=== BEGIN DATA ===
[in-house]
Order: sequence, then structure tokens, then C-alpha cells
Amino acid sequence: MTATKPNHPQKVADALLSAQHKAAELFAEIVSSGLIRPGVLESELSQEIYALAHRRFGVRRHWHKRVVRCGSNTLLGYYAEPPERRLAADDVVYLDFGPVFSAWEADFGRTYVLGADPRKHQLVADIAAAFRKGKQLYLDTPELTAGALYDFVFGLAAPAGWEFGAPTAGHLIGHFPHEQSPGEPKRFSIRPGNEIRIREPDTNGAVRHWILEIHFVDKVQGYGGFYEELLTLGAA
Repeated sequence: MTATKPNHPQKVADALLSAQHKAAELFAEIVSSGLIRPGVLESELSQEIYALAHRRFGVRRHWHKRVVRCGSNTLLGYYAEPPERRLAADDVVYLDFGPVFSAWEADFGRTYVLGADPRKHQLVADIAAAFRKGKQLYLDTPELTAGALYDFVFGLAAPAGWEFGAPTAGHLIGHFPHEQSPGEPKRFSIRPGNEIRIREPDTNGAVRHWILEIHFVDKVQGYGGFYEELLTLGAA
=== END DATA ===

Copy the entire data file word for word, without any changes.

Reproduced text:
[in-house]
Order: sequence, then structure tokens, then C-alpha cells
Amino acid sequence: MTATKPNHPQKVADALLSAQHKAAELFAEIVSSGLIRPGVLESELSQEIYALAHRRFGVRRHWHKRVVRCGSNTLLGYYAEPPERRLAADDVVYLDFGPVFSAWEADFGRTYVLGADPRKHQLVADIAAAFRKGKQLYLDTPELTAGALYDFVFGLAAPAGWEFGAPTAGHLIGHFPHEQSPGEPKRFSIRPGNEIRIREPDTNGAVRHWILEIHFVDKVQGYGGFYEELLTLGAA
Repeated sequence: MTATKPNHPQKVADALLSAQHKAAELFAEIVSSGLIRPGVLESELSQEIYALAHRRFGVRRHWHKRVVRCGSNTLLGYYAEPPERRLAADDVVYLDFGPVFSAWEADFGRTYVLGADPRKHQLVADIAAAFRKGKQLYLDTPELTAGALYDFVFGLAAPAGWEFGAPTAGHLIGHFPHEQSPGEPKRFSIRPGNEIRIREPDTNGAVRHWILEIHFVDKVQGYGGFYEELLTLGAA